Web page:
Obama: Technology has made us more confident in our ignorance
You may have already seen a clip from Obama’s commencement address to Rutgers class of ‘16.
The speech has been doing the rounds for the past 24 hours because of Obama’s “burn” against the anti-intellectualism of Donald Trump.
As the New York Times put it….
Obama used his commencement speech Sunday at Rutgers University to tear into the presumptive Republican nominee, without ever mentioning his name. Time and again the president invoked specific Trump policies to denounce a rejection of facts, science and intellectualism that he said was pervading politics.
For my money, though, the most interesting part of Obama’s speech wasn’t the remainder of the importance of facts, but rather his meditation on the double edged sword of online information.
After praising Grace Hopper and Steve Jobs, Obama went on to say (26:30)…
And today in every phone in one of your pockets we have access to more information than at any time in human history, at the touch of a button. But ironically the flood of information hasn't made us more discerning of the truth in some ways it’s made us more confident in our ignorance. We assume whatever's on the web must be true. We search for sites that just reinforce our own predispositions. Opinions masquerade as facts. Wildest conspiracy theories are taken for gospel.
The President’s point -- that there’s no use having access to more information than God if we filter it to reflect our pre-existing biases -- couldn’t be more relevant given the reports that Facebook has been filtering out right wing news stories. Those reports don’t stand up to much scrutiny, of course, but that hasn’t stopped conservatives from treating the headline as proof of a grand liberal conspiracy to silence “the truth.”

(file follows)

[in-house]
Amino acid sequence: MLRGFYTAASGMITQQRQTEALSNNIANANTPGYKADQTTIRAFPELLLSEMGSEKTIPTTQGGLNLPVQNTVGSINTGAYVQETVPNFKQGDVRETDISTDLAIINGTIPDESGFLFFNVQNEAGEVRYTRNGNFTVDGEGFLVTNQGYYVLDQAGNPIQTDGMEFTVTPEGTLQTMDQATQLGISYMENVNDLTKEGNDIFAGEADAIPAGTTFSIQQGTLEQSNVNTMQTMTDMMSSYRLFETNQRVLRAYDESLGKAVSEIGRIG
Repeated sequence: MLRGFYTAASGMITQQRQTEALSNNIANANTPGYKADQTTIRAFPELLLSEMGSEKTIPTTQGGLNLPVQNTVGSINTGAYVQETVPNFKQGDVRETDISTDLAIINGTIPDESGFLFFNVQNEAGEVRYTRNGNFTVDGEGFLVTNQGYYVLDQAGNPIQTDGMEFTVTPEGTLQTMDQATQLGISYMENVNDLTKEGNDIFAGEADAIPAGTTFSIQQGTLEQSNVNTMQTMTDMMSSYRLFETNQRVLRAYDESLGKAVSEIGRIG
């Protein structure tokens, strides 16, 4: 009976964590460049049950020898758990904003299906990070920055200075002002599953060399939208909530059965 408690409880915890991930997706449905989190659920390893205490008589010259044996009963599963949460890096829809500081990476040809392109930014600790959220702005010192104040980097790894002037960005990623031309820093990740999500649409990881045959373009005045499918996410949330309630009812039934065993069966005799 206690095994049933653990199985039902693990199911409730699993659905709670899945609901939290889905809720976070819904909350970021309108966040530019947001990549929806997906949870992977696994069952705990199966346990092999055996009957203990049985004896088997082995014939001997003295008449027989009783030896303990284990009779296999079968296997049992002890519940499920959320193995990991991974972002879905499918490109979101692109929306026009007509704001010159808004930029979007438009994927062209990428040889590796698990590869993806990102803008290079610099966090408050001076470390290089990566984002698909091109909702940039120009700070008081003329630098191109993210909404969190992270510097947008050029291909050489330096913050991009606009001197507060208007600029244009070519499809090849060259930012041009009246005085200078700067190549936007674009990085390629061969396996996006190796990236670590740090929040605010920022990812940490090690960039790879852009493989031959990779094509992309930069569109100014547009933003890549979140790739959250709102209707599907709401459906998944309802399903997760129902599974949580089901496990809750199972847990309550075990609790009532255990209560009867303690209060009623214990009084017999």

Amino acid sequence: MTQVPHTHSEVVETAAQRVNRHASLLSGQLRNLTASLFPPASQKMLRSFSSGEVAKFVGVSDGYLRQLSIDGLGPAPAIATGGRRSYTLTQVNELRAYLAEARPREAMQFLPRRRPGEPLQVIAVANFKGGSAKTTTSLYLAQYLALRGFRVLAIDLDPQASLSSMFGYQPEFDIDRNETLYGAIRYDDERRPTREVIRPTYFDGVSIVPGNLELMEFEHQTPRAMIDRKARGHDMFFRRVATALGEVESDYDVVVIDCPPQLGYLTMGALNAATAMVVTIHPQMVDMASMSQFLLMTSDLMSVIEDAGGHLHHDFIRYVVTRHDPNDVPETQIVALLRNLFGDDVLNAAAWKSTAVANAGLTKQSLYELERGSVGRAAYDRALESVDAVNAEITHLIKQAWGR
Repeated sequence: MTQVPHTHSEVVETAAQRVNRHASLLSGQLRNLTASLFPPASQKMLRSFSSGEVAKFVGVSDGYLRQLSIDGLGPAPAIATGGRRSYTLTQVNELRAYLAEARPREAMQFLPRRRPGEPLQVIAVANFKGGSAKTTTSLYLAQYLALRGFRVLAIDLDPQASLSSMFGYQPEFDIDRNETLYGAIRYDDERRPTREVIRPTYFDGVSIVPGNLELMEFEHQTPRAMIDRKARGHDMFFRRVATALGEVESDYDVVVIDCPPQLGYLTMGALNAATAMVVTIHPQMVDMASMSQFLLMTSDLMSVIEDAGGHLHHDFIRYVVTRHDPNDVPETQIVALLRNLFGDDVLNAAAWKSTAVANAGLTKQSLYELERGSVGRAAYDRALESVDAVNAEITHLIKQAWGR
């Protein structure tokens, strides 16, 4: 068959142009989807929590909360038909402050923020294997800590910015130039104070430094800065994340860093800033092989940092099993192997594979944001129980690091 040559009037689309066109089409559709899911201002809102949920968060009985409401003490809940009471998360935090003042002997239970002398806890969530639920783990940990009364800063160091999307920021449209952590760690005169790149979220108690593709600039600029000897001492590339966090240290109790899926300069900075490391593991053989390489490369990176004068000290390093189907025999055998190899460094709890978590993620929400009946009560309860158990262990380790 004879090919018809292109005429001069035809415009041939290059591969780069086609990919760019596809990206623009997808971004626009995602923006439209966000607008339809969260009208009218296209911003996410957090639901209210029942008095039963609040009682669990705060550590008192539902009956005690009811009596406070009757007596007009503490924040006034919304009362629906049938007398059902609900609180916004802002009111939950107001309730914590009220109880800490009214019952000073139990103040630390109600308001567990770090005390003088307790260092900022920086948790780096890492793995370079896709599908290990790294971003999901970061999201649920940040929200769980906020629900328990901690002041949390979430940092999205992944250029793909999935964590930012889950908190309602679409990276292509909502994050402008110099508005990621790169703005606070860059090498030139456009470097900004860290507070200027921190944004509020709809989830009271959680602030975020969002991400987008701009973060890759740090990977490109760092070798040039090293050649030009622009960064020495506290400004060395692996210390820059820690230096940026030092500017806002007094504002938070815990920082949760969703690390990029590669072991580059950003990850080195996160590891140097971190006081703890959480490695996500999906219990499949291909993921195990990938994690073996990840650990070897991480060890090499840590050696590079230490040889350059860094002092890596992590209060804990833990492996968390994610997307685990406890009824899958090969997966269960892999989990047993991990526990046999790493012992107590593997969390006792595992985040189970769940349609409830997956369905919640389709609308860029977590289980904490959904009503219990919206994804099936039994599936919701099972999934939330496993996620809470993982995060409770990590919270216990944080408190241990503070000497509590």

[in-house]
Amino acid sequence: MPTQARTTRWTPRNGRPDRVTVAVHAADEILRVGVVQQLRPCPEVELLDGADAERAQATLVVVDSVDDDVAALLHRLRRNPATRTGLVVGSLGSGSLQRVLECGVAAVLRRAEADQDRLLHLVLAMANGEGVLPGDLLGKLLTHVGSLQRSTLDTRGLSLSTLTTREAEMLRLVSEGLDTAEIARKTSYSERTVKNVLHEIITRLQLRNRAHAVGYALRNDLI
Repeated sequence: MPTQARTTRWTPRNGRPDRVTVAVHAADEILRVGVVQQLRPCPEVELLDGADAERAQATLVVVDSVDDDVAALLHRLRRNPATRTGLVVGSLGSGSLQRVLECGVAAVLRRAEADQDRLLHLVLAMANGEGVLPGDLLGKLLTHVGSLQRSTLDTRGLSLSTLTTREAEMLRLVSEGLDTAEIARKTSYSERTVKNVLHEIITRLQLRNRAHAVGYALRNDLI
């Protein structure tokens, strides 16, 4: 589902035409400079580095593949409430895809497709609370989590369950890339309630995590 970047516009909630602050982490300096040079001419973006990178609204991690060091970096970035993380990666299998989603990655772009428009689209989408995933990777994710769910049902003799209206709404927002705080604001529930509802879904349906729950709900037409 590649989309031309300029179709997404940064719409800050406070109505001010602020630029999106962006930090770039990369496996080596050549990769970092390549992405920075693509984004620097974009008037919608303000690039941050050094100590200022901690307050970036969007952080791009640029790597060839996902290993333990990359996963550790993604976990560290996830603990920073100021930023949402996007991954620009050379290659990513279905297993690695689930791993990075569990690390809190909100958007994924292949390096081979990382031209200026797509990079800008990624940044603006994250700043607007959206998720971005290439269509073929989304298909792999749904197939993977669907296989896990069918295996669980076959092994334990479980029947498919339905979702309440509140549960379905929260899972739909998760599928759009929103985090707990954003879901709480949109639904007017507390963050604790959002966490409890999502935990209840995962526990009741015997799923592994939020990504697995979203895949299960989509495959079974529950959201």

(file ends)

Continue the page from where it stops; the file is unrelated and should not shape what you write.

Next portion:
In other words, conservatives are filtering out the facts about whether Facebook is filtering results to fit its pre-existing bias in order to fit their pre-existing bias. Neato.
Not that Trump will actually be burnt by Obama’s words. Let’s face it, Trump has never positioned himself as the world’s foremost intellectual. For my money, the speech was more effective as a burn against Trump’s latest, richest supporter (and, sadly, a Pando investor), Peter Thiel.
Whether Obama intended to or didn’t (he didn’t), the part of the speech where Obama attacks Trump’s anti-intellectualism provides a textbook explanation of why Thiel’s support of Trump is so disingenuous and so hypocritical.
Listening to Obama praise technology but point out that even the smartest technology can be used as a weapon by the dumbest people, it’s impossible not to think of Thiel. One of the smartest people in the tech industry (academically and as a chess player, if not morally and as a non-hypocrite) being used as a tool by Donald Trump to give cover to his proud anti-intellectualism.
How is it possible that Thiel -- creator of Paypal, chess grandmaster and a man who shares Obama’s wonder over the power of cellphones (“Every one of today’s smartphones has thousands of times more processing power than the computers that guided astronauts to the moon,” Thiel gushed in his recent book) -- doesn’t also share the president’s contempt for fucking morons running for office? Not only doesn’t share it but has his name on its ballot and has agreed to join its finance committee.
Precisely how disingenuous, and self interested and just plain fucking awful do you have to be?
You know the answer to that, of course. And so do I, and so does Peter Thiel.